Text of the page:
She didn’t get paid enough to go back and finish. She left that part out.

Brad put his feet back up on the dash. His shoes squeaked on the underside of the windshield as he pressed his toes against it. “Yeah,” he said sadly. “It’s a lot of money. And unlike us credentialed losers, you won’t be paying your student loans until social security kicks in.”

“True. I ought to have them all killed off before I’m forty. But no one said anything about you being a loser.” Because she wondered, she bluntly asked, “Do you feel like a loser, working at Music City?”

“No,” he insisted quickly. “I’m grateful for the gig. Your dad gave me a chance, and I know I’m not the sort of guy he usually brings on board. But… honestly? This job is only tangential to my field—so I feel like I’ve gone a little… offtrack. I thought I was destined for tenure and a foxy grad assistant, not… not…”

“Power tools and rust. I get it. You don’t have to explain yourself.”

“I’m not the puss you guys think I am.”

“No one said you were a puss, either.”

“Not to my face, so thanks for that.” He wiggled his toes some more, then realized what he was doing and stopped before Dahlia had to make him. “I know I’m not part of the tribe.”

“You’re not part of the family. Right now, that’s a point in your favor.” The last bit came out with a grumble.

“Yeah, what’s up with that, anyway? Chuck said you and Bobby grew up close, but you obviously hate each other now.”

She took a deep breath that turned into a sigh. “It’s not… we don’t… we don’t hate each other. Exactly.”

“Well, you’re awful pissed at him.” For a guy with a fistful of degrees, he sure sounded corn-fed when he put two syllables in “pissed.” Maybe he kept the accent out of pure defiance, a stalwart middle finger to the academic masses who looked down on it. Or maybe he couldn’t shake it, not for trying.

“You’re right about that. You want the short version?”

“Short, long. Surprise me.”

“Okay, then you can have the middle version: I got divorced this year. My ex-husband is Bobby’s best friend, and Bobby picked sides. It’s the same old bullshit as always. He’s always had this… knack… for choosing the wrong company, and being a little too dumb to keep himself out of trouble.”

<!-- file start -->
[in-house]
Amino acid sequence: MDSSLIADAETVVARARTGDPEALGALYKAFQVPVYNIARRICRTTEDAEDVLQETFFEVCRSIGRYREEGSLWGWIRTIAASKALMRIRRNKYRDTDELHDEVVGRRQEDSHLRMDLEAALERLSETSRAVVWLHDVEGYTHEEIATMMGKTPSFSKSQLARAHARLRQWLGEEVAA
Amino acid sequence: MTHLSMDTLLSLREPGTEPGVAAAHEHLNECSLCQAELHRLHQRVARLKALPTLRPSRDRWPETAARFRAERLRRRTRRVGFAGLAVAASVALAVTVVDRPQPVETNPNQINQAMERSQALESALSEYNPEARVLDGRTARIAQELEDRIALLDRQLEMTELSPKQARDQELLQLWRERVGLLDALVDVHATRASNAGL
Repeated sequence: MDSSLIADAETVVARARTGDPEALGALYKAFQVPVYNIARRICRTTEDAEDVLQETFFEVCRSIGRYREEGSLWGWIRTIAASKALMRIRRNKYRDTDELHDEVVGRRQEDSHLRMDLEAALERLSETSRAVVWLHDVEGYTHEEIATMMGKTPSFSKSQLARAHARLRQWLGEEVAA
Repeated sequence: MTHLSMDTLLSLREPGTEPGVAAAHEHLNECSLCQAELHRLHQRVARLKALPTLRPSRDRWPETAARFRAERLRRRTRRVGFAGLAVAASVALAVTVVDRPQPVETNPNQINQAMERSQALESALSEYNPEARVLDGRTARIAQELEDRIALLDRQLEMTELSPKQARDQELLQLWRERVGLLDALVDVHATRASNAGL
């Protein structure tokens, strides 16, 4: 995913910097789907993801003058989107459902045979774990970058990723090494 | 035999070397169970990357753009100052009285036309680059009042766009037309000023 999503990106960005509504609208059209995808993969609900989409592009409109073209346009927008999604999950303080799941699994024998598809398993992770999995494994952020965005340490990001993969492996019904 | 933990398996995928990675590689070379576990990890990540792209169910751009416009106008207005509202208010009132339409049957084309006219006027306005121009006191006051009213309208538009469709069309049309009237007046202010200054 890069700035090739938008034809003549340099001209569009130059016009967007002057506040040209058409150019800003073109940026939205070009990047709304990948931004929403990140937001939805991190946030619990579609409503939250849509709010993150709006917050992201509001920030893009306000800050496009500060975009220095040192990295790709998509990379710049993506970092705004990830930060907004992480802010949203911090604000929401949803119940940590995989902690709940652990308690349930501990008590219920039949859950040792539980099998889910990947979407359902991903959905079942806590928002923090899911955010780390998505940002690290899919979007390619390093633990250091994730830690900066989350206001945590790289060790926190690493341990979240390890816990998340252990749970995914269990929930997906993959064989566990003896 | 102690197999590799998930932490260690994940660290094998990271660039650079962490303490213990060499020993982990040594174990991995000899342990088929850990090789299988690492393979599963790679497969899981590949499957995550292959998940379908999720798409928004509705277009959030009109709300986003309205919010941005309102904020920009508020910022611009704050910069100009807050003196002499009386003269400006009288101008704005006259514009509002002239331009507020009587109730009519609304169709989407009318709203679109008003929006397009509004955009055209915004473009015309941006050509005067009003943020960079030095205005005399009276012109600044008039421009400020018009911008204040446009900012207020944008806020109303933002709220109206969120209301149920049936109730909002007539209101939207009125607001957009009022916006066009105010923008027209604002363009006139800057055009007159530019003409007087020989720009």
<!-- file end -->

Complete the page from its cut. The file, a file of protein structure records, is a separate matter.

“I know his wife’s in jail. Office gossip, you know.”

“She went away for identity theft and fraud charges,” Dahlia supplied. “Yeah, Gracie’s a piece of work. I never liked her, and Bobby finally divorced her about five years ago. He got the car, and she got Gabe, plus a fat stack of IOUs instead of child support. He was unemployed back then.”

“Bobby wasn’t working here?”

“Nah. He’s worked for us before, off and on—summers in high school, a job or two at a time when we needed a warm body and he needed beer money. But he’s only been on the payroll for a few months. Dad took pity on him when Gracie went up the creek, so I guess he came on board right before you did.”

“Does he do good work?”

“He knows how to do good work.”

“A fine distinction.”

“Heh.” She started to smile, but the other Music City Salvage truck darted into the passing lane. She saw it in the side mirror, and her brewing mirth evaporated. Bobby was talking in an animated fashion as he pressed the gas, pulling up alongside her. Gabe looked bored. She said, “All you need to know about Bobby is this: good work, completed on time, zero bitching. Pick two.”

“Gotcha.”

Her cell phone rang, vibrating beside the gearshift with a tinny rattle. It was Gabe. He waved at her from the other truck.

She waved back, and answered the call. “You guys need a pit stop?”

“Dad wants coffee. I could use a Coke.”

“There’s a McDonald’s at the next exit; I’ll see you there.” She hung up and asked Brad, “You want anything?”

“I wouldn’t say no to some coffee.”

“Me either. I’m not usually up this early.”

When the brief detour was accomplished, she took the lead again. Somewhere around Monteagle, Bobby drew up to pass her, but she gunned the engine and wouldn’t let him. She could practically hear him swearing back there, undoubtedly deploying one of his favorite expressions, stolen from a T-shirt, something about how if you’re not the lead dog, the view never changes. He was probably trying to turn it into a life lesson for his son, who—thank God—was smart enough to recognize bluster and bullshit when he heard it.

She hoped.